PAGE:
I’m napping — more out of boredom than actual tiredness — when a heavy object drops onto my stomach. I lurch forward, winded and clutching the strange item. A figure stands beside my bed and I nearly scream before recognizing Brie’s unimpressed face staring down at me.
“Brie! What the hell are you doing!?”
“Waking you up. The door was unlocked,” she says, putting her hands on her hips, “It’s two in the afternoon and you’re not even dressed.”
“I was taking a nap,” I say, as if this also explains my state of dress. I look down and realize that the thing I’m clutching is my missing purse, “I didn’t think I’d ever see this again. How’d you guys get it?”
Brie sits on the edge of the bed, tucking her dark curls behind her ears. Her composure and tidy appearance contrast starkly with my own messy hair and mismatched pyjamas.
“Yagher gave it to me,” she says, as if that makes perfect sense.
“Yagher?! What if he’s put something in it that he can track? It’s obviously a trick,” I throw it across the room like a ticking time bomb.
“We checked it of course,” Brie laughs, retrieving the purse and shoving it back into my hands, “There’s nothing magical in there. And we got rid of the cell phone, just in case. Harvey stopped in out of the blue and asked to talk to me. He told me that he wasn’t sure whether I’d see you again, but on the off chance that I did he wanted me to give this to you and to say he was sorry. He doesn’t understand your decisions, but he’s going to leave you out of it. He’s only after Hunter, so you don’t have to worry about getting arrested or whatever.”
“Yeah, right,” I say, certain that there’s some sort of deception here, “There’s no way Marle would forgive me for getting the best of him like that. And for helping Mirena escape.”
“Maybe. But he’s not Marle, he’s Harvey. He really seemed like he felt bad about it.”
“Oh no, don’t you dare Brie!”
“I’m not trying to set you up, Selene,” I squint at her suspiciously and she throws her hands up in the air, “Honestly! I just think that maybe he’s as mixed up in all of this as the rest of us. You’ve given everyone else a second chance, maybe he’ll come around too.”
“Maybe,” I look down at the leather bag in my lap. Is he really trying to help me? Does this mean I can actually leave this stupid apartment? Fear and hope mingle painfully in my crowded heart.
I open the purse and begin cataloguing my belongings to distract myself. Brie is chewing her lip; she’s thinking about something she doesn’t want to say. I probably know her little quirks and tells as well as Grant does.
“What is it?”
She turns her head away. “Selene, I saw what’s in the bag.”
“What are you talking about?” I ask as my hand closes around the small cylinder of a pill bottle.
“You haven’t been taking them have you?” Brie knows I used to be on meds, that I haven’t needed them in a while. She was probably surprised when she saw that I had a newly filled prescription.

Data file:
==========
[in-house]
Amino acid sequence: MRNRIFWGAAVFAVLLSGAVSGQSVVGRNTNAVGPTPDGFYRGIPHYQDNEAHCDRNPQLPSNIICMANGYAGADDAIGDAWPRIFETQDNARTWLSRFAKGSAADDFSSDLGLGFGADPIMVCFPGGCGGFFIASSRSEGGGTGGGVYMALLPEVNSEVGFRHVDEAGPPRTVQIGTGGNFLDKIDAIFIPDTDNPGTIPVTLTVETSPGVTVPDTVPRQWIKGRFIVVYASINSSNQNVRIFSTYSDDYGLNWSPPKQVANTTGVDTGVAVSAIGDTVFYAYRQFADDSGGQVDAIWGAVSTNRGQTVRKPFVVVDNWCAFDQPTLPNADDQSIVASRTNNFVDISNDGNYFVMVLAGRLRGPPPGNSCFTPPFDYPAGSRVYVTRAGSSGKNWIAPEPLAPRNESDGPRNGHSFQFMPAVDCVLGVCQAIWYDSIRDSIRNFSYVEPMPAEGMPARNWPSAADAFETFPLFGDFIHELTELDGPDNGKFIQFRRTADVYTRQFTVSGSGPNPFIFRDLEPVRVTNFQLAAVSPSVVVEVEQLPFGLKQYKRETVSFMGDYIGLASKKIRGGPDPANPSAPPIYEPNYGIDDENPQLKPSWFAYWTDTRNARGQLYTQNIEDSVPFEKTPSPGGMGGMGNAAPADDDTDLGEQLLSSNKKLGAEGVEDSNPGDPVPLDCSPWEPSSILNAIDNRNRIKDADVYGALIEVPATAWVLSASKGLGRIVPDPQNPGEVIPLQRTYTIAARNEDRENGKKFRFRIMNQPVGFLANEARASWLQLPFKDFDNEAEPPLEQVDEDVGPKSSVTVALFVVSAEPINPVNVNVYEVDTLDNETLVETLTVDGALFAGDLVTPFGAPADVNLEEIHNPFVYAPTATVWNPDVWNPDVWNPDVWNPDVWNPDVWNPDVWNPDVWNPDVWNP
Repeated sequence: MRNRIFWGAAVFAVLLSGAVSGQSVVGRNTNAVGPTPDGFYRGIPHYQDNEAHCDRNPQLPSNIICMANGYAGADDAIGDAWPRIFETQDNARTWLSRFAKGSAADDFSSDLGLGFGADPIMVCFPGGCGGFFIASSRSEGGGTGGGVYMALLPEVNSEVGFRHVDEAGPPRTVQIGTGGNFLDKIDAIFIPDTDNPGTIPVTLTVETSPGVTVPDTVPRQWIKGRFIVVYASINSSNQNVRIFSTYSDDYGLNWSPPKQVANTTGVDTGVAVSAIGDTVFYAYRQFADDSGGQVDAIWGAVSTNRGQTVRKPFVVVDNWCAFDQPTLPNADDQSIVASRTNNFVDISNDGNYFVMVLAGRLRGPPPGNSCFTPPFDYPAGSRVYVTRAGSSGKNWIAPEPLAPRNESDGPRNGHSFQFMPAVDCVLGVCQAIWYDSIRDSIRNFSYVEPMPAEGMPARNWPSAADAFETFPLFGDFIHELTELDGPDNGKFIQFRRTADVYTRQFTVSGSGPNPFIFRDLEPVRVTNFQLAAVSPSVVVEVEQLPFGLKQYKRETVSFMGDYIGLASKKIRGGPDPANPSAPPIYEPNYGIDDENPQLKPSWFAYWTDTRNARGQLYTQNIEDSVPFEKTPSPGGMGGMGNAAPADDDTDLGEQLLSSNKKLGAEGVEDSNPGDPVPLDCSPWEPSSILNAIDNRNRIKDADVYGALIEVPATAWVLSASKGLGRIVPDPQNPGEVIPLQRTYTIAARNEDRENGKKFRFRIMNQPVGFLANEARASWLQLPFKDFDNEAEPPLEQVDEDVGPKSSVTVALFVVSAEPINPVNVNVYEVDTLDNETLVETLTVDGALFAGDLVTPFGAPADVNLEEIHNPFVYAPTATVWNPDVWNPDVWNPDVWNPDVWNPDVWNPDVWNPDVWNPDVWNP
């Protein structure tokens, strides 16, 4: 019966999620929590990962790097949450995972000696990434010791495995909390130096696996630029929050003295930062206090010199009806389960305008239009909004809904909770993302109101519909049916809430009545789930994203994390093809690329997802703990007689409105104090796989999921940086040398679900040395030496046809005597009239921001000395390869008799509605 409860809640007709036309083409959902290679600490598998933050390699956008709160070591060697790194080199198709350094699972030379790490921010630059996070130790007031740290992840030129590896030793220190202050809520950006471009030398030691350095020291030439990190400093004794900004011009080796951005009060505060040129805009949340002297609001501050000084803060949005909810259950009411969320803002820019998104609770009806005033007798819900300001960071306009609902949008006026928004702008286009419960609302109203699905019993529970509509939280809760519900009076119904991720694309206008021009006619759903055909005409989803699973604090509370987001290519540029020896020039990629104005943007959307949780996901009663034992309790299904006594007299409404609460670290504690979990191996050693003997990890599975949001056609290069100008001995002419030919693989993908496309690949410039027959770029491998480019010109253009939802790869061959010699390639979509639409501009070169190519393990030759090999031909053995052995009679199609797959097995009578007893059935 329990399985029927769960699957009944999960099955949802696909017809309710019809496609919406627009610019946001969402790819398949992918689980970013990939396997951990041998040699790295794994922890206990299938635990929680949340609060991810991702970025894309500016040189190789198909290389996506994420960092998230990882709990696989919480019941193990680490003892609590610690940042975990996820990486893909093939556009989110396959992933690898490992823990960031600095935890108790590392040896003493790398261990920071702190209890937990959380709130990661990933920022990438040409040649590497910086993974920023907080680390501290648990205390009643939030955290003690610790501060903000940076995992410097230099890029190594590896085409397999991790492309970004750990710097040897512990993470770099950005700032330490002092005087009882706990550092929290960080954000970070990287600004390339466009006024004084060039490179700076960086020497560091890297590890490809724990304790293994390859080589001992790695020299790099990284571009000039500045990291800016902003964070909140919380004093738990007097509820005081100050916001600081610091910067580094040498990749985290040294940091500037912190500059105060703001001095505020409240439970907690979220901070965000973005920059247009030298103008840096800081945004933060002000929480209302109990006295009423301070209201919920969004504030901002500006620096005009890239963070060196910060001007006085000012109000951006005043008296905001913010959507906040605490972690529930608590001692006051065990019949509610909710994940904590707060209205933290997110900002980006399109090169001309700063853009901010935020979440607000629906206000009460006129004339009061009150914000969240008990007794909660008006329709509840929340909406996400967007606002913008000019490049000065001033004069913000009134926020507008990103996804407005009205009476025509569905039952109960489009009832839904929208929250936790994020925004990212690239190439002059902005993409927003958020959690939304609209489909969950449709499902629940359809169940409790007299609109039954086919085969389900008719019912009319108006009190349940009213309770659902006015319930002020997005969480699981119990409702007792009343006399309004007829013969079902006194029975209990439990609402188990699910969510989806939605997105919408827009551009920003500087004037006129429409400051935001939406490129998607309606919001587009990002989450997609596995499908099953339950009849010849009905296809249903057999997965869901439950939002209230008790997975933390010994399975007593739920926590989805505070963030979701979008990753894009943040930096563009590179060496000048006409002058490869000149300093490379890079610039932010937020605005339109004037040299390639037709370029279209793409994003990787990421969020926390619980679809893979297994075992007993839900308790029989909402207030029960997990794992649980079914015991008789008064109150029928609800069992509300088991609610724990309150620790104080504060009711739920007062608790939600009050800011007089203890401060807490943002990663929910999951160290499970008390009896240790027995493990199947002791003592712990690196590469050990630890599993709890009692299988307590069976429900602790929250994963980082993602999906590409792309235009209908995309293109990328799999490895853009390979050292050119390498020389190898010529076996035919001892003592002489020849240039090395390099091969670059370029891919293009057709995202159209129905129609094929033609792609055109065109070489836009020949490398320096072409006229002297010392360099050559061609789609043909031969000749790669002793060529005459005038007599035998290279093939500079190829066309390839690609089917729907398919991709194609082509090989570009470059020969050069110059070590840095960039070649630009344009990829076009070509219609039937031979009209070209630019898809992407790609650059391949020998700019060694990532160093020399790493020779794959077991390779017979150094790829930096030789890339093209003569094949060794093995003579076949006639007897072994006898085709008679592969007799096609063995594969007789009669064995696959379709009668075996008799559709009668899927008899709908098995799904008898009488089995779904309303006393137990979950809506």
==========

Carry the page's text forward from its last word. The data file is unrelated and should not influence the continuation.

“My doctor said I didn’t have to. It was after your party and he thought I might need them,” the skin around my knuckles is turning white and I can feel the ridged lid biting into my palm.
“Selene, I’m not your doctor but… I think maybe it might be best if…” her voice is gentle and concerned. Brie never talks to me this way and I squirm uncomfortably.
“I’m fine,” my voice is firm and sharper than I intend; I’m angry at myself for worrying Brie, for letting her see me like this.
“You’re not,” she is louder now, more confrontational, “You haven’t been okay for a while now. I’ve seen you like this before, remember? Nothing interests you. You spend all day in bed. I can tell you’ve been crying when I come to visit.”
“I can handle it. I don’t need a fucking crutch anymore. I’m tired of being so weak and useless, the least I can do is keep my own shit together.” I wonder if she can tell that I’m not talking to her. Not really.
“Weak and useless?!” Brie pushes herself up from the bed, turning on me. She’s almost shouting now, “You always do this, Selene. When you screw up or something doesn’t work out the way you want, you can’t stop blaming yourself. Do you ever actually stop and think about the things you’ve done? Do you let yourself have credit for anything? You fought a fucking hell beast and a psychopath to save my life and you think you’re weak?! You gave up your dreams to save a stranger bleeding on the side of the street! Then you go and forgive the guy who caused the whole mess in the first place! Do you know how many people are alive because of you? If you’re so useless I guess it doesn’t say much about what they’re worth does it?”
“Brie, that’s not what I…” I’m crying. Again. How can she not see how weak I’m being right now? How much I’m hurting the people around me?
“The only person you never help is yourself. Just take the pill, Selene,” she’s no longer shouting but I wish she were. Then maybe I could be angry back, maybe then I could argue with her. All I can do now is look up at her, this beautiful and powerful woman, and think about how much I wish I could be like her. How much it hurts to realize that the only way I can be as confident and controlled as her is to fuck with my brain chemistry. Like cheating to keep up with the class.
“I… I can’t,” I can barely speak through my sobs. I drop my head into my hands, letting the pill bottle fall onto the bed where it rolls to the ground with a clatter. There’s a knock at the door and Brie storms away to answer it.